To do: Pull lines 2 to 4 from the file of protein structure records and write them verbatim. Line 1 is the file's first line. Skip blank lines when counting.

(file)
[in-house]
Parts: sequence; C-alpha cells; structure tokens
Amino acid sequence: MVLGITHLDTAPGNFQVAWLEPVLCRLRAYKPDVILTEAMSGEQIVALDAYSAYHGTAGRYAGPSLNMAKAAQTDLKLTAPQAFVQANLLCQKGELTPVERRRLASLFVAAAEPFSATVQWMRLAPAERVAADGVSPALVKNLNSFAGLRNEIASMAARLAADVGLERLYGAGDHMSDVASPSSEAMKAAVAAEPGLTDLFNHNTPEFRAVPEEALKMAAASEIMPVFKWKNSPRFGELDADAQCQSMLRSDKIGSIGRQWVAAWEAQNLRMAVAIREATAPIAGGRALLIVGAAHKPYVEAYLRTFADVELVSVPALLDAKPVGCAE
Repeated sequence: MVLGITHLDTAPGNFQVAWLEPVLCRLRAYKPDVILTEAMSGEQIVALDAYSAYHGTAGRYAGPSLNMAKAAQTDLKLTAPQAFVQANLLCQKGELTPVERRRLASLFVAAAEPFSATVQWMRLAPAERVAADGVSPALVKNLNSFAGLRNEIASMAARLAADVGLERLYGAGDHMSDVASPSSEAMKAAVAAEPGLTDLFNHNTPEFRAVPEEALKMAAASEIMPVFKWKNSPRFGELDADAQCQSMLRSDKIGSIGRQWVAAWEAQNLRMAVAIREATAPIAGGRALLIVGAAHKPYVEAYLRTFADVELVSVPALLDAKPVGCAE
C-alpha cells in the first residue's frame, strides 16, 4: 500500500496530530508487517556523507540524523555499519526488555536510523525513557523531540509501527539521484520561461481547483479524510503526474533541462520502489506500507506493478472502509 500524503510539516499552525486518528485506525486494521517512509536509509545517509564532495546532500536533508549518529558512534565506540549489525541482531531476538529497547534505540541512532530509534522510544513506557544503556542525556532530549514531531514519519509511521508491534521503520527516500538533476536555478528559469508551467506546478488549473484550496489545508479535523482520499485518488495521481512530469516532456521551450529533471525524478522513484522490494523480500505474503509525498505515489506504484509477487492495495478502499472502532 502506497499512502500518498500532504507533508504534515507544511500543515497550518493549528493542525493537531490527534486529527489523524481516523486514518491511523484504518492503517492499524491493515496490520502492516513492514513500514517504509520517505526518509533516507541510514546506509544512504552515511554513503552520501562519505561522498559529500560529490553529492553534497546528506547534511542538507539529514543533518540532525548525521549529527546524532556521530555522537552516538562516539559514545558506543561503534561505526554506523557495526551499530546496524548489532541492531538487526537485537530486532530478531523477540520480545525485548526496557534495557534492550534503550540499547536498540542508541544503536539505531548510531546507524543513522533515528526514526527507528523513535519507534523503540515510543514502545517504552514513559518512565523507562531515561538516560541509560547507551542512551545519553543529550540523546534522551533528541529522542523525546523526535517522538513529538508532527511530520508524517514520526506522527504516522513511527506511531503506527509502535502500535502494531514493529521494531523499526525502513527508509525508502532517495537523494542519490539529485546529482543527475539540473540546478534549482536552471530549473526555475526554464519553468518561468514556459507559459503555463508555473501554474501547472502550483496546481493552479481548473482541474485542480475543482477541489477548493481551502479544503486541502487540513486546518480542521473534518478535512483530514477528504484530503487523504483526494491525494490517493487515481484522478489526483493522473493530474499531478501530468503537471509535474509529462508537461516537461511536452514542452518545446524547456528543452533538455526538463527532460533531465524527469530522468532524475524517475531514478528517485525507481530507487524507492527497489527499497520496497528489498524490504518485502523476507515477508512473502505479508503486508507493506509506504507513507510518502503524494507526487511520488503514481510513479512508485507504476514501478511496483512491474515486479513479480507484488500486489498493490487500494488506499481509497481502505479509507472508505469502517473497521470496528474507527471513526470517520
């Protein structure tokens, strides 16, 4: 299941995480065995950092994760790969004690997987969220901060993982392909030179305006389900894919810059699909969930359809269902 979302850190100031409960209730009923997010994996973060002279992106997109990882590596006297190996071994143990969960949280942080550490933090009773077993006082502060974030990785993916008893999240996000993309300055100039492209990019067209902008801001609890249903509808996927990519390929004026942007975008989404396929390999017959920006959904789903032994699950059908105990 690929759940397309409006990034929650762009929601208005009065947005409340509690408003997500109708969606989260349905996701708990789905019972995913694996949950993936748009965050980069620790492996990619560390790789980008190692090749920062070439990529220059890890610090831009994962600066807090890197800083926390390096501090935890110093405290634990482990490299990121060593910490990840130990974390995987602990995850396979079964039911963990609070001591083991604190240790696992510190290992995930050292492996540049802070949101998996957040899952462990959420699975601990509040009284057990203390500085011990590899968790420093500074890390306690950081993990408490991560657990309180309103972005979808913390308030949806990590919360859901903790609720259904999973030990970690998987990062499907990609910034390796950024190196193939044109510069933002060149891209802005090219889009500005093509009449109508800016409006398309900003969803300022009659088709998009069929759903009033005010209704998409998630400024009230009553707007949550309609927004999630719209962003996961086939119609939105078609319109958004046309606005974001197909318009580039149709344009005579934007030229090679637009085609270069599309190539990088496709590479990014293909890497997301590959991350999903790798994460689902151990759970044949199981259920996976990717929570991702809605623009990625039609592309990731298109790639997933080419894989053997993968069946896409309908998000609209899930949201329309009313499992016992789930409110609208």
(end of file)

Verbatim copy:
Parts: sequence; C-alpha cells; structure tokens
Amino acid sequence: MVLGITHLDTAPGNFQVAWLEPVLCRLRAYKPDVILTEAMSGEQIVALDAYSAYHGTAGRYAGPSLNMAKAAQTDLKLTAPQAFVQANLLCQKGELTPVERRRLASLFVAAAEPFSATVQWMRLAPAERVAADGVSPALVKNLNSFAGLRNEIASMAARLAADVGLERLYGAGDHMSDVASPSSEAMKAAVAAEPGLTDLFNHNTPEFRAVPEEALKMAAASEIMPVFKWKNSPRFGELDADAQCQSMLRSDKIGSIGRQWVAAWEAQNLRMAVAIREATAPIAGGRALLIVGAAHKPYVEAYLRTFADVELVSVPALLDAKPVGCAE
Repeated sequence: MVLGITHLDTAPGNFQVAWLEPVLCRLRAYKPDVILTEAMSGEQIVALDAYSAYHGTAGRYAGPSLNMAKAAQTDLKLTAPQAFVQANLLCQKGELTPVERRRLASLFVAAAEPFSATVQWMRLAPAERVAADGVSPALVKNLNSFAGLRNEIASMAARLAADVGLERLYGAGDHMSDVASPSSEAMKAAVAAEPGLTDLFNHNTPEFRAVPEEALKMAAASEIMPVFKWKNSPRFGELDADAQCQSMLRSDKIGSIGRQWVAAWEAQNLRMAVAIREATAPIAGGRALLIVGAAHKPYVEAYLRTFADVELVSVPALLDAKPVGCAE